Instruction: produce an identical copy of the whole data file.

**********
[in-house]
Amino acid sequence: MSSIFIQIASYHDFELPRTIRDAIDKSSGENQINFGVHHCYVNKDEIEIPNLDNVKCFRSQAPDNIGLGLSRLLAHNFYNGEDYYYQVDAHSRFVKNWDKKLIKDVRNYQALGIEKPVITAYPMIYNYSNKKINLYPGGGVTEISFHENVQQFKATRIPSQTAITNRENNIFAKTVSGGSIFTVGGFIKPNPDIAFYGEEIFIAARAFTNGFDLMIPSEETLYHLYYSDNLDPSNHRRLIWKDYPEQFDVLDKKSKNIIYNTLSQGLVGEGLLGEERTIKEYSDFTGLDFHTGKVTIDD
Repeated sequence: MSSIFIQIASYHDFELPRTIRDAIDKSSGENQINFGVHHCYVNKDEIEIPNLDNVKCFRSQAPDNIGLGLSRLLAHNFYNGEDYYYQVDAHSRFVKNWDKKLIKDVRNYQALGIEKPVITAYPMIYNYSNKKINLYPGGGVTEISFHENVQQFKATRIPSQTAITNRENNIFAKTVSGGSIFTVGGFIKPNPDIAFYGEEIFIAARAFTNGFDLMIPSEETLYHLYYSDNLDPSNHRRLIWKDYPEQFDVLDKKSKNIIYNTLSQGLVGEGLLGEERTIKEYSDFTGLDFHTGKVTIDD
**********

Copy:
[in-house]
Amino acid sequence: MSSIFIQIASYHDFELPRTIRDAIDKSSGENQINFGVHHCYVNKDEIEIPNLDNVKCFRSQAPDNIGLGLSRLLAHNFYNGEDYYYQVDAHSRFVKNWDKKLIKDVRNYQALGIEKPVITAYPMIYNYSNKKINLYPGGGVTEISFHENVQQFKATRIPSQTAITNRENNIFAKTVSGGSIFTVGGFIKPNPDIAFYGEEIFIAARAFTNGFDLMIPSEETLYHLYYSDNLDPSNHRRLIWKDYPEQFDVLDKKSKNIIYNTLSQGLVGEGLLGEERTIKEYSDFTGLDFHTGKVTIDD
Repeated sequence: MSSIFIQIASYHDFELPRTIRDAIDKSSGENQINFGVHHCYVNKDEIEIPNLDNVKCFRSQAPDNIGLGLSRLLAHNFYNGEDYYYQVDAHSRFVKNWDKKLIKDVRNYQALGIEKPVITAYPMIYNYSNKKINLYPGGGVTEISFHENVQQFKATRIPSQTAITNRENNIFAKTVSGGSIFTVGGFIKPNPDIAFYGEEIFIAARAFTNGFDLMIPSEETLYHLYYSDNLDPSNHRRLIWKDYPEQFDVLDKKSKNIIYNTLSQGLVGEGLLGEERTIKEYSDFTGLDFHTGKVTIDD